How Sugar and Growth Signals Trigger Flowering in Saffron Plants

Greg Howard
4th May, 2024

How Sugar and Growth Signals Trigger Flowering in Saffron Plants

Image Source: Natural Science News, 2024

Key Findings

  • Researchers discovered genes that control when saffron plants flower, focusing on plants grown in the Himalayas
  • Larger saffron corms (bulbs) were found to have more active genes related to flowering and energy management
  • The study may help improve saffron yields by informing breeding practices for plants with smaller corms
Saffron, the world's most expensive spice, is harvested from the stigmas of the Crocus sativus flower, a plant that has fascinated scientists and farmers alike due to its complex biology and economic value. One of the challenges in saffron cultivation is the plant's inconsistent flowering, which is crucial for stigma production. Not all plants flower equally; smaller corms, the bulb-like storage organs of saffron, often fail to produce flowers, leading to variations in yield. To address this issue, researchers from the CSIR-Institute of Himalayan Bioresource Technology have delved into the genetic mechanisms that control the size-dependent flowering in saffron[1]. The study focused on apical buds, the part of the plant where flowering initiation takes place. By comparing gene expression profiles in buds from small and large corms, the researchers aimed to uncover the genetic factors that determine whether a plant will enter the flowering stage. They used RNA sequencing, a method that reads the genetic information being actively used by cells, to analyze the buds right after they emerged from dormancy. Their findings highlighted the importance of starch and sucrose metabolism—processes involved in the plant's energy management—and the hormonal regulation by Auxin and Abscisic Acid (ABA), which are known to influence plant growth and stress responses. Genes associated with flowering development and circadian rhythm, such as Flowering locus T and Cryptochrome 1, were also found to be more active in the buds from larger corms. Additionally, the study marked the first comprehensive prediction of non-coding RNAs in Crocus sativus, which are molecules that can control when and how genes are turned on or off. The research builds upon previous findings that have begun to unravel the complex genetic and epigenetic landscape of saffron. Earlier studies have shown that saffron is an autotriploid hybrid, which means it has three sets of chromosomes and is derived from one parent species[2]. This genetic makeup contributes to saffron's sterility and clonal propagation. Furthermore, epigenetic variability among different saffron accessions has been linked to phenotypic differences such as flower pigmentation and yield[3]. The transcriptome analysis of saffron tissues has previously identified genes involved in apocarotenoid biosynthesis, which are compounds responsible for saffron's color and medicinal properties[4]. Moreover, the expression of these biosynthetic genes has been found to vary across different developmental stages of the plant[5]. The current study adds to this body of knowledge by pinpointing specific genes and pathways that are crucial for the plant's transition from vegetative growth to flowering. For instance, the identification of Enolase as a key protein in the interaction network suggests its potential as a target for enhancing flowering in saffron. The significance of this research lies not only in its contribution to the basic understanding of saffron biology but also in its practical applications. By identifying the genetic determinants that control flowering based on corm size, the findings offer a potential pathway to improve saffron yields. Farmers and breeders could use this information to select for traits that promote flowering in smaller corms, potentially increasing the overall production of saffron. In conclusion, the study advances our comprehension of the genetic factors influencing size-dependent flowering in Crocus sativus. This work not only integrates with previous research[2][3][4][5] but also opens new avenues for agricultural practices that could stabilize and enhance saffron production, ensuring the livelihood of rural communities that depend on this valuable crop.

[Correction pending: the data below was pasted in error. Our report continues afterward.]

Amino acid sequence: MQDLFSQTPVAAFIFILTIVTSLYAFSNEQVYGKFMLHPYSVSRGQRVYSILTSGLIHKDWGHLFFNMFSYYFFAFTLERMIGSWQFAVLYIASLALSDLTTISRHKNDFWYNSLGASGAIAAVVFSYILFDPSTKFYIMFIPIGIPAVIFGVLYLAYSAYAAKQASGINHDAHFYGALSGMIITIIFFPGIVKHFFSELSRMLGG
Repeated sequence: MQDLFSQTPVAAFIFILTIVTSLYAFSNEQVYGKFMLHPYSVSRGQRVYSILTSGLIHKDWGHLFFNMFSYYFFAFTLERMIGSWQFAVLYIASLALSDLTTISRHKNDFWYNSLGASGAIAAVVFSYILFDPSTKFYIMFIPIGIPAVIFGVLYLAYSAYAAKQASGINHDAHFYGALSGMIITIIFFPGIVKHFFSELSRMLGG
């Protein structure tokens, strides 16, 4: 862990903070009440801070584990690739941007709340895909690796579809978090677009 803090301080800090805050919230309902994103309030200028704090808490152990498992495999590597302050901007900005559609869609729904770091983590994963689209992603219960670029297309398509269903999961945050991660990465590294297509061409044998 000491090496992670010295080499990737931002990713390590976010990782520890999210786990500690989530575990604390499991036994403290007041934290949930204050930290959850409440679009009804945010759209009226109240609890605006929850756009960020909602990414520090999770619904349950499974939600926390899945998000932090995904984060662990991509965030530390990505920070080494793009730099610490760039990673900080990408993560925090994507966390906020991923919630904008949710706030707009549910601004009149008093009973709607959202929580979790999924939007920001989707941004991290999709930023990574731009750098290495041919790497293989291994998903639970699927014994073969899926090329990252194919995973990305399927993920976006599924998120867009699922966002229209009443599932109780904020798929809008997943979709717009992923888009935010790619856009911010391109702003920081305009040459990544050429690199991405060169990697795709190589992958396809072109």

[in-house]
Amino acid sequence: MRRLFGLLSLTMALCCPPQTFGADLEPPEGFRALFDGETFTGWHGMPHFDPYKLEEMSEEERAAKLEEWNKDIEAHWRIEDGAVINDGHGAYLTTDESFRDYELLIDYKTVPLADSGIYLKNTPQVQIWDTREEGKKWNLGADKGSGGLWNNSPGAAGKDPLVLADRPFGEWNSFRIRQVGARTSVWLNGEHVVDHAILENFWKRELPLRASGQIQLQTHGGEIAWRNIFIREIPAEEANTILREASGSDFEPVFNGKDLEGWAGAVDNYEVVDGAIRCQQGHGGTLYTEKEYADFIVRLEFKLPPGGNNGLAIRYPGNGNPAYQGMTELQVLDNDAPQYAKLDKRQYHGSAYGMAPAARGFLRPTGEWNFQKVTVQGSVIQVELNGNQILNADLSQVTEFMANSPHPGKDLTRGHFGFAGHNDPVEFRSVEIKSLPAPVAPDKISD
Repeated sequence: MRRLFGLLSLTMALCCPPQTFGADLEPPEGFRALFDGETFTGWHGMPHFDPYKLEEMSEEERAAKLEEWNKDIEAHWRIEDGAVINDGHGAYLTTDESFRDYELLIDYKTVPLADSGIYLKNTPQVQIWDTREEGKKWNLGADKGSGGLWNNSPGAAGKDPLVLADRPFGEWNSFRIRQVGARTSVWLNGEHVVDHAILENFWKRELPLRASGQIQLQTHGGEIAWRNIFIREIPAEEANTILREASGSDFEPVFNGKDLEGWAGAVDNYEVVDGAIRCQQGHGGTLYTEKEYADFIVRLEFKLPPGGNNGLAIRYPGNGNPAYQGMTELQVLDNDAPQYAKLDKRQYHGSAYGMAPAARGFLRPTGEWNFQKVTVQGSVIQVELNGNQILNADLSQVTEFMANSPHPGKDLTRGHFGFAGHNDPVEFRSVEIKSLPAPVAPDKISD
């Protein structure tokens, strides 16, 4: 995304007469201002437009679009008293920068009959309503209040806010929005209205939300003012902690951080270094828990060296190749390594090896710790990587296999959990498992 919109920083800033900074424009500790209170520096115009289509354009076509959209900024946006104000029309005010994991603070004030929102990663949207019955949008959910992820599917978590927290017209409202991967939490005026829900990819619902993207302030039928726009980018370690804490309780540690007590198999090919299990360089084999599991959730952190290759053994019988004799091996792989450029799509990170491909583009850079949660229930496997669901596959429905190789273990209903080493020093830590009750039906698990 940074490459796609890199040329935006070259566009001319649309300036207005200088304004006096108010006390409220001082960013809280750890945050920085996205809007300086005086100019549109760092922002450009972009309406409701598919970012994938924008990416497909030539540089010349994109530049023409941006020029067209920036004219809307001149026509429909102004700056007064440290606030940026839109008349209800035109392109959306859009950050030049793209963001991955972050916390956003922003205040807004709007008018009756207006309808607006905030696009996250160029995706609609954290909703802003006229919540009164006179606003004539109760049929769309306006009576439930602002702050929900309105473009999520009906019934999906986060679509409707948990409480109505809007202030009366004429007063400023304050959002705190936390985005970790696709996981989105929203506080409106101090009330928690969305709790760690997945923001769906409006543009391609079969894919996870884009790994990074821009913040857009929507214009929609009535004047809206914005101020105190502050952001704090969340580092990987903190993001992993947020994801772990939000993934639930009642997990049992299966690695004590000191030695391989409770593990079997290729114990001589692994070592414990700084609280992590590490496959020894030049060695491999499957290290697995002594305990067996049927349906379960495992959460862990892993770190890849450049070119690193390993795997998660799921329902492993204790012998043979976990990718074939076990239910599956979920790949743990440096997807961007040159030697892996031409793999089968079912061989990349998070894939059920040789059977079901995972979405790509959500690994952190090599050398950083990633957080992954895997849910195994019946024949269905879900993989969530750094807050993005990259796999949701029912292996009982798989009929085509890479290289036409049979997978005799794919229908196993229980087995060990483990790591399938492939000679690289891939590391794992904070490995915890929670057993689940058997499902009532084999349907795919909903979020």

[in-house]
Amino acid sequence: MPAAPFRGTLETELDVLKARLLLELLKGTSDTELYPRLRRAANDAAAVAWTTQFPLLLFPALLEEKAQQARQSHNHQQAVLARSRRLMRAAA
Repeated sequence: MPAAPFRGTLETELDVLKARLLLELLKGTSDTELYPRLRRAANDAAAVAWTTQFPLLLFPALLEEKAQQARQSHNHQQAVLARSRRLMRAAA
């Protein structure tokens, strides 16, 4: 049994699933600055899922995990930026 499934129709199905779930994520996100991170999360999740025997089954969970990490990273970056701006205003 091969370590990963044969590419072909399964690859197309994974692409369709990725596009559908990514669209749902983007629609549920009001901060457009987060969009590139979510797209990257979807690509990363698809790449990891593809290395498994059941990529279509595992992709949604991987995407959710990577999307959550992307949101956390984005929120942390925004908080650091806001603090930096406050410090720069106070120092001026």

GeneticsBiochemPlant Science


Main Study

1) Transcriptome analysis of apical meristem enriched bud samples for size dependent flowering commitment in Crocus sativus reveal role of sugar and auxin signalling.

Published 3rd May, 2024

Journal: Molecular biology reports

Issue: Vol 51, Issue 1, May 2024

Related Studies

2) Adding color to a century-old enigma: multi-color chromosome identification unravels the autotriploid nature of saffron (Crocus sativus) as a hybrid of wild Crocus cartwrightianus cytotypes.

3) Epigenetic Variability Among Saffron Crocus (Crocus sativus L.) Accessions Characterized by Different Phenotypes.

4) De novo transcriptome assembly and comprehensive expression profiling in Crocus sativus to gain insights into apocarotenoid biosynthesis.

5) Transcript profiling of carotenoid/apocarotenoid biosynthesis genes during corm development of saffron (Crocus sativus L.).

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